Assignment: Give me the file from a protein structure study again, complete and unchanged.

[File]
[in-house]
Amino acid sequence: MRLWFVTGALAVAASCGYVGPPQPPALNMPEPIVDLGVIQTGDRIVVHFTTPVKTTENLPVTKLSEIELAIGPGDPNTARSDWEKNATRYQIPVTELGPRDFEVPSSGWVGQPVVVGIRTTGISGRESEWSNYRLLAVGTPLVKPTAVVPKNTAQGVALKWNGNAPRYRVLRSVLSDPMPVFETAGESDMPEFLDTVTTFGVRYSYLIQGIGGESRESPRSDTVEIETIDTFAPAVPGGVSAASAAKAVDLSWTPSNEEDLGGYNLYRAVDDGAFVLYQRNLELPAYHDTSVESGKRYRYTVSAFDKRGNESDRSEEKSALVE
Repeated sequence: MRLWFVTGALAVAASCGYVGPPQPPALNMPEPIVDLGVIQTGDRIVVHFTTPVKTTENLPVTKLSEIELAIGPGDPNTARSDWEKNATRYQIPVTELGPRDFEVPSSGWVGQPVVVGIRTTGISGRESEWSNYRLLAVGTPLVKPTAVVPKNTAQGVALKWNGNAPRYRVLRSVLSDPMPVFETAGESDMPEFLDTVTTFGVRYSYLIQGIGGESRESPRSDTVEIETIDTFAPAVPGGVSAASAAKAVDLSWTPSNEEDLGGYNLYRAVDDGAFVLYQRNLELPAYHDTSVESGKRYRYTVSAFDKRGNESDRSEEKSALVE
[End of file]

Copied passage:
[in-house]
Amino acid sequence: MRLWFVTGALAVAASCGYVGPPQPPALNMPEPIVDLGVIQTGDRIVVHFTTPVKTTENLPVTKLSEIELAIGPGDPNTARSDWEKNATRYQIPVTELGPRDFEVPSSGWVGQPVVVGIRTTGISGRESEWSNYRLLAVGTPLVKPTAVVPKNTAQGVALKWNGNAPRYRVLRSVLSDPMPVFETAGESDMPEFLDTVTTFGVRYSYLIQGIGGESRESPRSDTVEIETIDTFAPAVPGGVSAASAAKAVDLSWTPSNEEDLGGYNLYRAVDDGAFVLYQRNLELPAYHDTSVESGKRYRYTVSAFDKRGNESDRSEEKSALVE
Repeated sequence: MRLWFVTGALAVAASCGYVGPPQPPALNMPEPIVDLGVIQTGDRIVVHFTTPVKTTENLPVTKLSEIELAIGPGDPNTARSDWEKNATRYQIPVTELGPRDFEVPSSGWVGQPVVVGIRTTGISGRESEWSNYRLLAVGTPLVKPTAVVPKNTAQGVALKWNGNAPRYRVLRSVLSDPMPVFETAGESDMPEFLDTVTTFGVRYSYLIQGIGGESRESPRSDTVEIETIDTFAPAVPGGVSAASAAKAVDLSWTPSNEEDLGGYNLYRAVDDGAFVLYQRNLELPAYHDTSVESGKRYRYTVSAFDKRGNESDRSEEKSALVE